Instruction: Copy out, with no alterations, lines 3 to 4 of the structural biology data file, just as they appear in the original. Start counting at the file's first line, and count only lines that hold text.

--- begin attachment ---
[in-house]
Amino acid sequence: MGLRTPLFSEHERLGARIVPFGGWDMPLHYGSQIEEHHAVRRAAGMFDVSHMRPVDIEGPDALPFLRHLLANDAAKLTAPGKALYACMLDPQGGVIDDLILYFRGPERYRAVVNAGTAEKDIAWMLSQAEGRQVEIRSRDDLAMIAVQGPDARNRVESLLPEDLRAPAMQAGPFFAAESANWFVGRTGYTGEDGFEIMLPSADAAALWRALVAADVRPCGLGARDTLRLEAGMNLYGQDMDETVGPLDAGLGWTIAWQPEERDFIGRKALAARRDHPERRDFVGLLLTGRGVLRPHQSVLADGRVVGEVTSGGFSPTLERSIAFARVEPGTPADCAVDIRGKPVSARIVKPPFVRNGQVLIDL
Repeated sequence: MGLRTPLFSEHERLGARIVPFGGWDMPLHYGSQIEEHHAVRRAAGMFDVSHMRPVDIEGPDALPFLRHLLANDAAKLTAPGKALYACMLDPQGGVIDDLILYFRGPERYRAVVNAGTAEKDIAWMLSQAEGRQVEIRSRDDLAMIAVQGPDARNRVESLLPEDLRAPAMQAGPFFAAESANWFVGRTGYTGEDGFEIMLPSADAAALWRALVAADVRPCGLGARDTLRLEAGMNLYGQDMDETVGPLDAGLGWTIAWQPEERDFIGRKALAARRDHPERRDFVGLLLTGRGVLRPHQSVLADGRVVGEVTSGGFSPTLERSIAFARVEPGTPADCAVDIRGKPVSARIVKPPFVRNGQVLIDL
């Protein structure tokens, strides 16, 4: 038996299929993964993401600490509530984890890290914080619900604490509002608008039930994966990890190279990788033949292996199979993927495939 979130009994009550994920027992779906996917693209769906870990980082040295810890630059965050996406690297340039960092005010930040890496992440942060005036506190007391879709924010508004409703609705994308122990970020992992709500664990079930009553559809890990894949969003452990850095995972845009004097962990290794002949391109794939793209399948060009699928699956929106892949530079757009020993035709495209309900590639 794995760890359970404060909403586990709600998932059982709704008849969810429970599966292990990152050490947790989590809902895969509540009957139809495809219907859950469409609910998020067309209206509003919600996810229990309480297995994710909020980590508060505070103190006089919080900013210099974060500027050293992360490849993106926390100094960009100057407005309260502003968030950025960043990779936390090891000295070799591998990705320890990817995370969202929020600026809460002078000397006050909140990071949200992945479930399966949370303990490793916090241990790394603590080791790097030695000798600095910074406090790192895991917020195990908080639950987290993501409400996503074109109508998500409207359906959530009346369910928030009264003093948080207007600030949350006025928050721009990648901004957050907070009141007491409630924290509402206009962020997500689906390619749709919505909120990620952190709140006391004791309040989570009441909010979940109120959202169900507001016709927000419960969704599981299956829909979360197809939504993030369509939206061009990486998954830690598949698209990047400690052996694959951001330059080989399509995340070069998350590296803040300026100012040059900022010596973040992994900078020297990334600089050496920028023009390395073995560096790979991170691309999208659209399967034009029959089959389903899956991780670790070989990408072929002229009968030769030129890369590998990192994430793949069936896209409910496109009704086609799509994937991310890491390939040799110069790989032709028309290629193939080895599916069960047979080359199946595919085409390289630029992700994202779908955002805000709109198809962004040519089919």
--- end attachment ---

Repeated sequence: MGLRTPLFSEHERLGARIVPFGGWDMPLHYGSQIEEHHAVRRAAGMFDVSHMRPVDIEGPDALPFLRHLLANDAAKLTAPGKALYACMLDPQGGVIDDLILYFRGPERYRAVVNAGTAEKDIAWMLSQAEGRQVEIRSRDDLAMIAVQGPDARNRVESLLPEDLRAPAMQAGPFFAAESANWFVGRTGYTGEDGFEIMLPSADAAALWRALVAADVRPCGLGARDTLRLEAGMNLYGQDMDETVGPLDAGLGWTIAWQPEERDFIGRKALAARRDHPERRDFVGLLLTGRGVLRPHQSVLADGRVVGEVTSGGFSPTLERSIAFARVEPGTPADCAVDIRGKPVSARIVKPPFVRNGQVLIDL
């Protein structure tokens, strides 16, 4: 038996299929993964993401600490509530984890890290914080619900604490509002608008039930994966990890190279990788033949292996199979993927495939 979130009994009550994920027992779906996917693209769906870990980082040295810890630059965050996406690297340039960092005010930040890496992440942060005036506190007391879709924010508004409703609705994308122990970020992992709500664990079930009553559809890990894949969003452990850095995972845009004097962990290794002949391109794939793209399948060009699928699956929106892949530079757009020993035709495209309900590639 794995760890359970404060909403586990709600998932059982709704008849969810429970599966292990990152050490947790989590809902895969509540009957139809495809219907859950469409609910998020067309209206509003919600996810229990309480297995994710909020980590508060505070103190006089919080900013210099974060500027050293992360490849993106926390100094960009100057407005309260502003968030950025960043990779936390090891000295070799591998990705320890990817995370969202929020600026809460002078000397006050909140990071949200992945479930399966949370303990490793916090241990790394603590080791790097030695000798600095910074406090790192895991917020195990908080639950987290993501409400996503074109109508998500409207359906959530009346369910928030009264003093948080207007600030949350006025928050721009990648901004957050907070009141007491409630924290509402206009962020997500689906390619749709919505909120990620952190709140006391004791309040989570009441909010979940109120959202169900507001016709927000419960969704599981299956829909979360197809939504993030369509939206061009990486998954830690598949698209990047400690052996694959951001330059080989399509995340070069998350590296803040300026100012040059900022010596973040992994900078020297990334600089050496920028023009390395073995560096790979991170691309999208659209399967034009029959089959389903899956991780670790070989990408072929002229009968030769030129890369590998990192994430793949069936896209409910496109009704086609799509994937991310890491390939040799110069790989032709028309290629193939080895599916069960047979080359199946595919085409390289630029992700994202779908955002805000709109198809962004040519089919």